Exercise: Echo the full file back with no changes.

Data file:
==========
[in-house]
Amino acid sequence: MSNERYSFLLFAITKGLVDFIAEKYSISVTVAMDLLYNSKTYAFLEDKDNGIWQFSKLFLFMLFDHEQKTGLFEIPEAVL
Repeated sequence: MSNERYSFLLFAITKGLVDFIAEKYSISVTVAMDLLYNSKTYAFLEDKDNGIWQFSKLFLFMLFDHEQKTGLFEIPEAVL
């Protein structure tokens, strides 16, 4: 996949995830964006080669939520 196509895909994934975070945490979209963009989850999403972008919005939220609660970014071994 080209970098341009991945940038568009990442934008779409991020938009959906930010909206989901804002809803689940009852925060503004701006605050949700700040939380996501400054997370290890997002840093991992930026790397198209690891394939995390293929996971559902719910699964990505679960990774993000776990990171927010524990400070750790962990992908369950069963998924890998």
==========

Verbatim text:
[in-house]
Amino acid sequence: MSNERYSFLLFAITKGLVDFIAEKYSISVTVAMDLLYNSKTYAFLEDKDNGIWQFSKLFLFMLFDHEQKTGLFEIPEAVL
Repeated sequence: MSNERYSFLLFAITKGLVDFIAEKYSISVTVAMDLLYNSKTYAFLEDKDNGIWQFSKLFLFMLFDHEQKTGLFEIPEAVL
């Protein structure tokens, strides 16, 4: 996949995830964006080669939520 196509895909994934975070945490979209963009989850999403972008919005939220609660970014071994 080209970098341009991945940038568009990442934008779409991020938009959906930010909206989901804002809803689940009852925060503004701006605050949700700040939380996501400054997370290890997002840093991992930026790397198209690891394939995390293929996971559902719910699964990505679960990774993000776990990171927010524990400070750790962990992908369950069963998924890998």